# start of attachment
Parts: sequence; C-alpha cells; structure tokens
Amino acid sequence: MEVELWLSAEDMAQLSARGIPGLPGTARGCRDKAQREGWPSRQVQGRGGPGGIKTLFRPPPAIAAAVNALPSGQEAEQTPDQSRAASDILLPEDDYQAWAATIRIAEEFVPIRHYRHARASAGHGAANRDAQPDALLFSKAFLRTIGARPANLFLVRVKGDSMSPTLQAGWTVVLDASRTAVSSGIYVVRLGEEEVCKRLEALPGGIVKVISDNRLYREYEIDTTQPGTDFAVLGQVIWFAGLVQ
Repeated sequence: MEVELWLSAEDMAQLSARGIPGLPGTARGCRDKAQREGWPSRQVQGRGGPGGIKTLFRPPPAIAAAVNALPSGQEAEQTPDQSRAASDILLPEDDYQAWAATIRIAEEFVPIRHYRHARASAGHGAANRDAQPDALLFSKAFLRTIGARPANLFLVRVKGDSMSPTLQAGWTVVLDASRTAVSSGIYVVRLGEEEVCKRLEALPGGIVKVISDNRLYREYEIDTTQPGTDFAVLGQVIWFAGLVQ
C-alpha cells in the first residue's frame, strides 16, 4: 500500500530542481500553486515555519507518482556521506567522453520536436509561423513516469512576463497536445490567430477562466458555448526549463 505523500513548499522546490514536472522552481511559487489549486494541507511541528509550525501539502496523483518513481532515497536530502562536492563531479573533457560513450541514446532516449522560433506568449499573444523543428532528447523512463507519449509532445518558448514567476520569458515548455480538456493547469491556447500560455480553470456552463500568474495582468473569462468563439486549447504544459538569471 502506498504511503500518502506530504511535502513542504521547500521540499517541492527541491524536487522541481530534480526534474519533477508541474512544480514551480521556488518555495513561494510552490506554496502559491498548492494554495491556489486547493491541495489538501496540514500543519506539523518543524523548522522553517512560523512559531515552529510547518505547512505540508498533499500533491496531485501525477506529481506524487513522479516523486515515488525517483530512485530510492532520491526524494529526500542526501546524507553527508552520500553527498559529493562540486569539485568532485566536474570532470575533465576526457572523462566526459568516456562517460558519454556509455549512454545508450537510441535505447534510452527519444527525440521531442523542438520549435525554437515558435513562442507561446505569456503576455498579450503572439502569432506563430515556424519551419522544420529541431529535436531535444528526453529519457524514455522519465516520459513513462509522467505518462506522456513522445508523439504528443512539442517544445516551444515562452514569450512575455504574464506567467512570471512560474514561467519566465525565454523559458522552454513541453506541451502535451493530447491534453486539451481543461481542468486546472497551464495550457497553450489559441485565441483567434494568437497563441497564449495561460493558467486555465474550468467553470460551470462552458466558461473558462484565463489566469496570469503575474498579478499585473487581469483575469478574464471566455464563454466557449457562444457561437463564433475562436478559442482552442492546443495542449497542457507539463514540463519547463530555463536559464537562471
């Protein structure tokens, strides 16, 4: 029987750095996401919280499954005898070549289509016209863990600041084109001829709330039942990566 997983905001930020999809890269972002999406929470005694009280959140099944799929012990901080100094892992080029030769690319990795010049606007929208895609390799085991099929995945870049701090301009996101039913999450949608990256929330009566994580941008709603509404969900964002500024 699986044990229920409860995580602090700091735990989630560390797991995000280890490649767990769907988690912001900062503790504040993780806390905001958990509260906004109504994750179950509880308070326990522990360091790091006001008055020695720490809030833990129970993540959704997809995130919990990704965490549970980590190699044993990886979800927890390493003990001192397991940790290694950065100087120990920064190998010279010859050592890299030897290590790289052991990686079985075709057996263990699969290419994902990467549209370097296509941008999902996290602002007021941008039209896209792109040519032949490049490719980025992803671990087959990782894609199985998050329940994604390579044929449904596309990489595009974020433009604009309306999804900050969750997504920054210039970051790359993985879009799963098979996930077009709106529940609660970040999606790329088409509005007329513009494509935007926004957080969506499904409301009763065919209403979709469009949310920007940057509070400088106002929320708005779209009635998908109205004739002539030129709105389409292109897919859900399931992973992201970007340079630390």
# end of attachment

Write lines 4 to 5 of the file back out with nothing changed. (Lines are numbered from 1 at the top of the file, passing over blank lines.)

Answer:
C-alpha cells in the first residue's frame, strides 16, 4: 500500500530542481500553486515555519507518482556521506567522453520536436509561423513516469512576463497536445490567430477562466458555448526549463 505523500513548499522546490514536472522552481511559487489549486494541507511541528509550525501539502496523483518513481532515497536530502562536492563531479573533457560513450541514446532516449522560433506568449499573444523543428532528447523512463507519449509532445518558448514567476520569458515548455480538456493547469491556447500560455480553470456552463500568474495582468473569462468563439486549447504544459538569471 502506498504511503500518502506530504511535502513542504521547500521540499517541492527541491524536487522541481530534480526534474519533477508541474512544480514551480521556488518555495513561494510552490506554496502559491498548492494554495491556489486547493491541495489538501496540514500543519506539523518543524523548522522553517512560523512559531515552529510547518505547512505540508498533499500533491496531485501525477506529481506524487513522479516523486515515488525517483530512485530510492532520491526524494529526500542526501546524507553527508552520500553527498559529493562540486569539485568532485566536474570532470575533465576526457572523462566526459568516456562517460558519454556509455549512454545508450537510441535505447534510452527519444527525440521531442523542438520549435525554437515558435513562442507561446505569456503576455498579450503572439502569432506563430515556424519551419522544420529541431529535436531535444528526453529519457524514455522519465516520459513513462509522467505518462506522456513522445508523439504528443512539442517544445516551444515562452514569450512575455504574464506567467512570471512560474514561467519566465525565454523559458522552454513541453506541451502535451493530447491534453486539451481543461481542468486546472497551464495550457497553450489559441485565441483567434494568437497563441497564449495561460493558467486555465474550468467553470460551470462552458466558461473558462484565463489566469496570469503575474498579478499585473487581469483575469478574464471566455464563454466557449457562444457561437463564433475562436478559442482552442492546443495542449497542457507539463514540463519547463530555463536559464537562471
């Protein structure tokens, strides 16, 4: 029987750095996401919280499954005898070549289509016209863990600041084109001829709330039942990566 997983905001930020999809890269972002999406929470005694009280959140099944799929012990901080100094892992080029030769690319990795010049606007929208895609390799085991099929995945870049701090301009996101039913999450949608990256929330009566994580941008709603509404969900964002500024 699986044990229920409860995580602090700091735990989630560390797991995000280890490649767990769907988690912001900062503790504040993780806390905001958990509260906004109504994750179950509880308070326990522990360091790091006001008055020695720490809030833990129970993540959704997809995130919990990704965490549970980590190699044993990886979800927890390493003990001192397991940790290694950065100087120990920064190998010279010859050592890299030897290590790289052991990686079985075709057996263990699969290419994902990467549209370097296509941008999902996290602002007021941008039209896209792109040519032949490049490719980025992803671990087959990782894609199985998050329940994604390579044929449904596309990489595009974020433009604009309306999804900050969750997504920054210039970051790359993985879009799963098979996930077009709106529940609660970040999606790329088409509005007329513009494509935007926004957080969506499904409301009763065919209403979709469009949310920007940057509070400088106002929320708005779209009635998908109205004739002539030129709105389409292109897919859900399931992973992201970007340079630390």